Nor will they ever become "magnet" churches like some TC--those institutions which have become prominent perhaps even world-wide, known for strong preaching. Too often, these magnets attract people from far and wide who then end up in one city, one congregation, and who sit there for the rest of their lives enjoying the "good preaching, good teaching" but without a burden for those who can't make the long drive or move to another city and remain "churchless" and untaught. That kind of stuff is what I mean by "insular" and "ingrown"

(end of part 1)

Saturday, September 12, 2009


Those of you who have previously written me off as an ascetic and a crank can just skip this post...nothing new here folks, move along!

Recently I saw a blog post which included a comment about being entertained by Paige Patterson and Mrs Patterson at "Pecan Manor." That's the mansion provided for the President of South Western Baptist Theological Seminary in Ft Worth.

That picture of the house was taken by Dr Al Mohler, President of Southern Baptist Theological Seminary at Louisville. He also took this picture of the mansion he lives in there....(on the right).

So, I'm wondering why it is necessary for the "Church" to provide luxurious living like this for its leadership? These guys are not President of General Motors (ooops, bad example.....showing my age)...these are servants of Christ's church.

Financial data on such situations is hard to come by. I'm good at "finding stuff" by searching the internet....I can find your phone number, address, maybe a picture of your house or at least the street you live on; I can find out how much the President of AIG makes.....but I sure can't find out what these two fellows are paid. It's even tough to find out what some Big Name pastors are paid....their salary is lumped into large budget categories, thus obscured, like "Preaching Ministry" $1,000,000. That could include 3 or 4 salaries, for example.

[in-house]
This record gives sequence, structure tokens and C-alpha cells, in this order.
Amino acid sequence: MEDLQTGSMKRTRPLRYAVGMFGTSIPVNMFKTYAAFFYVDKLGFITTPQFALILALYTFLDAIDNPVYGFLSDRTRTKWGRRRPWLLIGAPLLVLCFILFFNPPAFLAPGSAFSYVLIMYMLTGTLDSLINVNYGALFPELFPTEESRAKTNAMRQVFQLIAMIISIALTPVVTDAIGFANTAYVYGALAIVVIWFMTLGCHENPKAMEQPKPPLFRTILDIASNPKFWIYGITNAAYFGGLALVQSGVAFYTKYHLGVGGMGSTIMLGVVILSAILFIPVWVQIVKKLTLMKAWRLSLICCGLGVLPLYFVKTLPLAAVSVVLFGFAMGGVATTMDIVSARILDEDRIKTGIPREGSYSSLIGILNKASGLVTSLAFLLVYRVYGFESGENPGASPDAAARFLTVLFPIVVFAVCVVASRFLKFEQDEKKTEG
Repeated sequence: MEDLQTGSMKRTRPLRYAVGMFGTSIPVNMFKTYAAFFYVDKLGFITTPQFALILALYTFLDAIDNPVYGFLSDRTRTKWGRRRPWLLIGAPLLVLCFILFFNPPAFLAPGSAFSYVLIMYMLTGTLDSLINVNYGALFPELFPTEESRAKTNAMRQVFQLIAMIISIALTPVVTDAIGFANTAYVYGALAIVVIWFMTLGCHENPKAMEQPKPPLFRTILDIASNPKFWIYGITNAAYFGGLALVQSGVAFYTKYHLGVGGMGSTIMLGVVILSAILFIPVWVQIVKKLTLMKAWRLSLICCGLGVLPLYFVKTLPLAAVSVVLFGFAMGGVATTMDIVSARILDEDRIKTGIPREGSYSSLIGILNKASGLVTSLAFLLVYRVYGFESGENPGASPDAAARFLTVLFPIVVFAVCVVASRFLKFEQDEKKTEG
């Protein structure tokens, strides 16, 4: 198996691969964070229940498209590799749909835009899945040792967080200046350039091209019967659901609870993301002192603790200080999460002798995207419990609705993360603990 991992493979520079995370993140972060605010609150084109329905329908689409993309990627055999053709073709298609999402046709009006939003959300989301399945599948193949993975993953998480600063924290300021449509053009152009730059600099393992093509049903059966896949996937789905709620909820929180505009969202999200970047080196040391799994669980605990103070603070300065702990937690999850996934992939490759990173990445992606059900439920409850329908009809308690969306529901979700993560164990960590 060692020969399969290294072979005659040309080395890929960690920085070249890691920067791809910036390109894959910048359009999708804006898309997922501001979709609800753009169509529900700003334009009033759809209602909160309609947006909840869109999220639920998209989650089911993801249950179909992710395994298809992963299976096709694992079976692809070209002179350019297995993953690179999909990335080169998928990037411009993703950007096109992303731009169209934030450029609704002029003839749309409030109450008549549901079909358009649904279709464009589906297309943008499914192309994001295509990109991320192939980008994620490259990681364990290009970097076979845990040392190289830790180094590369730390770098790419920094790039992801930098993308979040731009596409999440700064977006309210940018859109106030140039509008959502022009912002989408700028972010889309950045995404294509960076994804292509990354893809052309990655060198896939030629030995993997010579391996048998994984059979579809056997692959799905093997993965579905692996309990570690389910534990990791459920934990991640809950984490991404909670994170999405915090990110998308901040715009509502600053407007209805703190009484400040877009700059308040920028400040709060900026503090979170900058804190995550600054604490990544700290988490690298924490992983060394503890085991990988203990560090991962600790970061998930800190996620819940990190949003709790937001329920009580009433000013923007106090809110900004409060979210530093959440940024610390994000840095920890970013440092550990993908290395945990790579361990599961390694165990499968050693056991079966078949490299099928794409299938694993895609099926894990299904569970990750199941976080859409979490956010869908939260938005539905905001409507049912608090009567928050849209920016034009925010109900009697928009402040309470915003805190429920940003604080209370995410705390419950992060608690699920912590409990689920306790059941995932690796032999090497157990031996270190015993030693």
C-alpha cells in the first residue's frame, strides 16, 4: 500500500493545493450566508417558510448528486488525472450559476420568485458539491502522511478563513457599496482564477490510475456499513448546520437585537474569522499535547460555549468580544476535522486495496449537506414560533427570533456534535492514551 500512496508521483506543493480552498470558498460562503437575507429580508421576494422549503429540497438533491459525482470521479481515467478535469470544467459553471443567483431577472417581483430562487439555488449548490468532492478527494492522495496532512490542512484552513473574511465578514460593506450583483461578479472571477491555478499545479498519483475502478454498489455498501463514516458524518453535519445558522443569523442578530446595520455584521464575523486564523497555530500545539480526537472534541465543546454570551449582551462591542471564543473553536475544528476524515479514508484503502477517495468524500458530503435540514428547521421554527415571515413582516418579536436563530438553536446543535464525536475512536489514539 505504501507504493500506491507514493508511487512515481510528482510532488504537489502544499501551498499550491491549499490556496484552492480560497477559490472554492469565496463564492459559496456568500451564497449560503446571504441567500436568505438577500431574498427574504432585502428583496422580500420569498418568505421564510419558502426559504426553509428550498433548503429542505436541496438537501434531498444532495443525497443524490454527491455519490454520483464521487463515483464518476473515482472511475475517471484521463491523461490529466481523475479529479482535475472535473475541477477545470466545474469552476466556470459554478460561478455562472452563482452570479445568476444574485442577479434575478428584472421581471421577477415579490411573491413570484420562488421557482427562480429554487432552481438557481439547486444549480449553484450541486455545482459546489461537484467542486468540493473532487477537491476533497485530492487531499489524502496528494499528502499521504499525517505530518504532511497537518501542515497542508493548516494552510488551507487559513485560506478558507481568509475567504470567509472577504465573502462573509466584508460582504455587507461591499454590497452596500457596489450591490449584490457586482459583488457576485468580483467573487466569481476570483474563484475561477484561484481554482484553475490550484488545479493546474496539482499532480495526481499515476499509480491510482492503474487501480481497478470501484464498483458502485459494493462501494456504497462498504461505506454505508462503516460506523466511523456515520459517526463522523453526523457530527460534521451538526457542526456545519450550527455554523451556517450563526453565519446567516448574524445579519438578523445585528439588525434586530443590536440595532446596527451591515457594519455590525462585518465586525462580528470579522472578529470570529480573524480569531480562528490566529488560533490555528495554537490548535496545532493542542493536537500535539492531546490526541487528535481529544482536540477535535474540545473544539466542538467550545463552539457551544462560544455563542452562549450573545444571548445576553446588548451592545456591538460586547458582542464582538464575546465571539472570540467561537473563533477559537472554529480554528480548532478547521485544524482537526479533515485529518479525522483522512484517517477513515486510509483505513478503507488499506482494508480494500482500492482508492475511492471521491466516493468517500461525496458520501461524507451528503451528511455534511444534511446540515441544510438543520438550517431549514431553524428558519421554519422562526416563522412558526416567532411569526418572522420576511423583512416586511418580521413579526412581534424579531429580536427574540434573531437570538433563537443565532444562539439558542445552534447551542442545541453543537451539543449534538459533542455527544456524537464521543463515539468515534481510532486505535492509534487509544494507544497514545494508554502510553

I'm trying to keep this short. I'd like some discussion. And I'm not picking on Al Mohler or Paige Patterson.....they were just in the room when the thought hit me. They are not the problem; they are just in a problem-fraught system.

Thinking about the book of Amos. "Come to Bethel and transgress" In chapter 4, Beth-El "the place of God" had become representative of corrupted religion.

"Hear, and testify against the house of Jacob," declares the Lord GOD, the God of hosts, "that on the day I punish Israel for his transgressions, I will punish the altars of Bethel, and the horns of the altar shall be cut off and fall to the ground. I will strike the winter house along with the summer house, and the houses of ivory shall perish, and the great houses shall come to an end," declares the LORD.
(Amos 3:13-15)

In this world populated with lost souls and impoverished men, it is incomprehensible to me how the "Church" can possibly justify corporate-level salaries and aristocratic mansions for the leadship...leadership which according to Biblical example is humble and a Church where those who "had" were willing to sell all and give to those who "had not"

We've come a long way.......
We've come to Bethel.